I should say too that the petitioner here had been an employee of this union, the International Union of Mine, Mill and Smelter Workers for a number of years and he became secretary of treasurer in 1948 and that was the office he occupied at the time he signed these affidavits though he no longer does.

    The headquarters of this union which is the principal union dealing with nonferrous metals, headquarters is in Denver and the petitioner’s statement of resignation from the Communist Party, which is in exhibit in the record here, I’ll refer to it later on, was issued in August, 1949 about two years after the Taft–Hartley Law took effect.

    As I’ve already mentioned that the provision of the Taft–Hartley law requires these affidavits, and it’s set forth in the appendix to our brief.

    What the affidavit must cover is a specific denial of Communist Party membership, a denial of affiliation, and a further denial that the — that the defiant is not a member of and he does not support any organization that believes and/or teaches the overthrow of Governments.

    The two affidavits on which the indictment is based here were filed respectively in December, 1951 and December, 1952.

    And these affidavits were executed by the defiant in Denver.

    They were then combined with the other — the affidavits of the other union officers and were sent under cover of a letter from the union presidents to the National Labor Relations Board in Washington where they were received and filed in the offices here, a word about the indictment which recurs on the first four pages of the big record.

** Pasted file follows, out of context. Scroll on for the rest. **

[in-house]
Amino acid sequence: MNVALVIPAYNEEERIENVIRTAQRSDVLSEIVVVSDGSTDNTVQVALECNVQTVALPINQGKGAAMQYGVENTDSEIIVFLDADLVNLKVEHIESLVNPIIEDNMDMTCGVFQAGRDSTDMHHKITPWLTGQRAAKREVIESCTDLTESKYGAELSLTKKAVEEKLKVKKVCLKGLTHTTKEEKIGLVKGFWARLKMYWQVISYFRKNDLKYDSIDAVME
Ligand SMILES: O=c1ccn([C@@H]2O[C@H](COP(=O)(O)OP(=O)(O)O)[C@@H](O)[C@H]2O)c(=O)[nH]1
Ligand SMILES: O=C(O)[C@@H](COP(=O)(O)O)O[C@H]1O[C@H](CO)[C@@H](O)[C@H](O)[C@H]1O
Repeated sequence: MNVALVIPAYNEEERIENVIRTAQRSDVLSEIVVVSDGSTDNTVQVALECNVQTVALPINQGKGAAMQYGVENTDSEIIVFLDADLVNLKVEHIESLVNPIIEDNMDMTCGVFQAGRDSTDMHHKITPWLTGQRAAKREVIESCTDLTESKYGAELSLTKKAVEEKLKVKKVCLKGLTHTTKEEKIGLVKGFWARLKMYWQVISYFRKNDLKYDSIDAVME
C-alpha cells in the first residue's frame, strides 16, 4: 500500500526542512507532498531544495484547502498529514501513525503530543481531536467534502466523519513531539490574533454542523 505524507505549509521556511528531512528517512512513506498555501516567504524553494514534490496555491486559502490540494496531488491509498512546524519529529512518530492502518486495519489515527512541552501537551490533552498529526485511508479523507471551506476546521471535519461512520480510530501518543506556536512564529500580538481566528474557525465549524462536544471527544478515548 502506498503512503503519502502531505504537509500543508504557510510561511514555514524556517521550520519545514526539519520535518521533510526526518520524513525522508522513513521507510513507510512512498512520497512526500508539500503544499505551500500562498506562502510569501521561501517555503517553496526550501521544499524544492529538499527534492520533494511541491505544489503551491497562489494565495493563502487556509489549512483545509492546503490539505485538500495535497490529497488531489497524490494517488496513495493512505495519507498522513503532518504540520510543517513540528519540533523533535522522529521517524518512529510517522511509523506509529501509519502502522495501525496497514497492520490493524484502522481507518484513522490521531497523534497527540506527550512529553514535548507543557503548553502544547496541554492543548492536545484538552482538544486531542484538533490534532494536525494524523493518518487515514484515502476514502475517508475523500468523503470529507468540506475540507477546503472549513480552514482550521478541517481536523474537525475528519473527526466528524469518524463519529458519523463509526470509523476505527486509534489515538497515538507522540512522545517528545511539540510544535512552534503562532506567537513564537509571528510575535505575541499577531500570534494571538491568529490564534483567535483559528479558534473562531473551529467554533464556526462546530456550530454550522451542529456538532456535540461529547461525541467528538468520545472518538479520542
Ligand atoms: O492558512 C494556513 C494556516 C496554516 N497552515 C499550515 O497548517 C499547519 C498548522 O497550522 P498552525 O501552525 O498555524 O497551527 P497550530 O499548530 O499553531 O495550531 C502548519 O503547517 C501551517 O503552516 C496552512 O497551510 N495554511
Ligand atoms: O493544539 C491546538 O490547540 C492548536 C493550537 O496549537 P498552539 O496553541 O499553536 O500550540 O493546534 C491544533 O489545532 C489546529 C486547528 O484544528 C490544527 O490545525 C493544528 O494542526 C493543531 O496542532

The Court will see that it originally contains six counts.

    The first three counts were based on the 1951 affidavit.

    The second three counts were based on the 1952 affidavit.

    The first count charged a false statement as to the membership.

    The second count, a false statement as to the affiliation and the third count charged that he in fact kind of supported an organization that talk about overthrow.

    And counts four and five and six were the same, except they related to the second affidavit in 1952.

    Telford Taylor:

    Now, we only have left in the case count one, two, four and five because one — one, two — yes, that’s right.

    Because counts three and six which are the support counts were dismissed by the Government before a trial and so they played no part in the proceedings.

    The petitioner was nonetheless convicted on these four counts that remained.

    The two counts on membership and affiliation relating to the 1951 affidavit and the two on membership and affiliation relating to the 1952 affidavit, and he got four years on each count but the membership and affiliation, counts one and two on the 1951 affidavit ran concurrently and the two counts on the 1952 affidavit where it began after that, so he’s got eight years to serve in all in the sentences on the counts and then he was also fined on the membership counts but not on the affiliation counts.